Unfortunately, one of the most frustrating features, or a lacking feature, in Amazon PPC is the inability to add a negative-ASIN to an auto ad group.
Well, it was unfortunate until we found a solution.
Solution: Drop auto-product targeting. Pick up category targeting.
Turn off all substitutions and complements in your product targeting and instead take a category targeting approach in a manual ad group and bid on an entire category, unrefined, because this will give ASIN impressions in manual product targeting ad groups where you could add negative-ASIN to your blocking abilities.
Maybe you can’t negative-ASIN in an auto ad group, but you can add a negative-ASIN in a manual category targeting ad group. This allows those ASIN to receive all the same benefits of search term graduation.
Anyone performing Amazon PPC keyword research can utilize this pro-tip.
Revising RPS… by Adding Back the B, but Later
If you consider yourself an RPS fan, we see you. We hear you. We respect you. We like you. We high five you. We’ll gladly share our snacks with you.
That said, we think your technique is lacking just a pinch of B!
We suggest incorporating the B anyway but postponing when you introduce it.
Pause blocking until your ad group has had sufficient time to ramp up, allow the data come, and then drop the negative-exact in the source ad group or research campaign.
This enables your ad group to generate momentum and search term diversity, and it’s better than not blocking at all because it creates search term isolation.
Think of search term diversity as behaving like a shotgun, in that it hits many areas at once and is very “wild, wild West,” and think of search term isolation, the B step, as performing more like a sniper rifle, in that it hits one specific area with extreme control and accuracy.
Blocking is important and will save you cash money, just make sure your timing is ready for it by ensuring you have sufficient starting data.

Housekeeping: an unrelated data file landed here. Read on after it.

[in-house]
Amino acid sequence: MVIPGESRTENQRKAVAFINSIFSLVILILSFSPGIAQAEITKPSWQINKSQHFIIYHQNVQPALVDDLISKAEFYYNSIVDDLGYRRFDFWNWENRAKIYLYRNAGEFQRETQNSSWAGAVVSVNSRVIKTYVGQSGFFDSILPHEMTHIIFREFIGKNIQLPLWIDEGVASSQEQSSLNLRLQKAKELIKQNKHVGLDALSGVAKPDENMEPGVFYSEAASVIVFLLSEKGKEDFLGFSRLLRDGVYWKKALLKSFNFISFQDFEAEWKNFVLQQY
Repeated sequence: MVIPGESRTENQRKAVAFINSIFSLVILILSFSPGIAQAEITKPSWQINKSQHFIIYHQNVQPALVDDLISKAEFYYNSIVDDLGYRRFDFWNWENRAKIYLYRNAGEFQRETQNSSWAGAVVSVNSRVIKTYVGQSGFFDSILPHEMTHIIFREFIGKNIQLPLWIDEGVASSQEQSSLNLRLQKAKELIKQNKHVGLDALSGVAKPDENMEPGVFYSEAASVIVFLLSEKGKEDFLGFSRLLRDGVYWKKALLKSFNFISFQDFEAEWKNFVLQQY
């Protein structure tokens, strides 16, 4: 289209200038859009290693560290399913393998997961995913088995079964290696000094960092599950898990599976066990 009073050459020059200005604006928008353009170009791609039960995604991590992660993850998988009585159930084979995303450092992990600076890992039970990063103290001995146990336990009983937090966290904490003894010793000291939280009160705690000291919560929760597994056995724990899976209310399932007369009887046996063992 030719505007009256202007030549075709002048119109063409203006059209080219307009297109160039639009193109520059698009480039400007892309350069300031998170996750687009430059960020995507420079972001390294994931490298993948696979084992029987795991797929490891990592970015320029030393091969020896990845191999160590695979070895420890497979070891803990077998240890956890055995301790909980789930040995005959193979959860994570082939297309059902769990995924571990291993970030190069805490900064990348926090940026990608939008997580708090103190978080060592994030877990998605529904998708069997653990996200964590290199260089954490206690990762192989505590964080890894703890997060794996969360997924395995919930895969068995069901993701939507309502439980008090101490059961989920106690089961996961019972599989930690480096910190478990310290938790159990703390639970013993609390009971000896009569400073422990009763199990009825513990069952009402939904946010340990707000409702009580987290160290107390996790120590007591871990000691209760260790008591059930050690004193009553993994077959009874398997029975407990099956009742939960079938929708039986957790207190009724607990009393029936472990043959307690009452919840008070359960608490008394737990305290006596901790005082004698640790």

Maybe that isn’t the revision you wanted, RPS fan, but we suggest it because we care about you.
The Badger is telepathically hugging you in consolement now. He believes you can do it.
The Future Looks Bright
In conclusion, RPSB is still the best Amazon PPC keyword research strategy in existence.
Having research based ad groups allows you to bid the right amount for all the things that convert and will lower CPC on all research based ad groups too. Enough said.
Agree? Disagree? Please comment below what you think!
Discover Us on our PPC Den Podcast
If you enjoy supplementing your long reads with audio, we cover this topic on our podcast as well.
Listen to it in the episode below or find us on your favorite streaming platform, like Apple, Google, Spotify, and more!
- 02:20 Find us on YouTube and Anchor
- 03:05 RPSB (Research, Peel, Stick, and Block)
- 13:24 RPSB vs. RPS?
- 19:50 Keyword Cannibalization
- 21:20 The Prickly Part of RPSB
- 22:58 Solution 1 – Category Targeting
- 28:20 Solution 2 – Search Term Graduation Criteria Updated
- 33:35 Initial Bids – A How To
- 39:31 Keyword Dumping
- 42:40 Pro-tip: Bulk Ops Mastery
- 44:50 Final verdict of RPSB’s future
Watch Mike & Stephen on YouTube
If you enjoy supplementing your long reads with video, well, hot diggity dog, you’re in luck! We cover this topic on our YouTube channel too.
Watch it below and please don’t forget to ‘like’ and subscribe.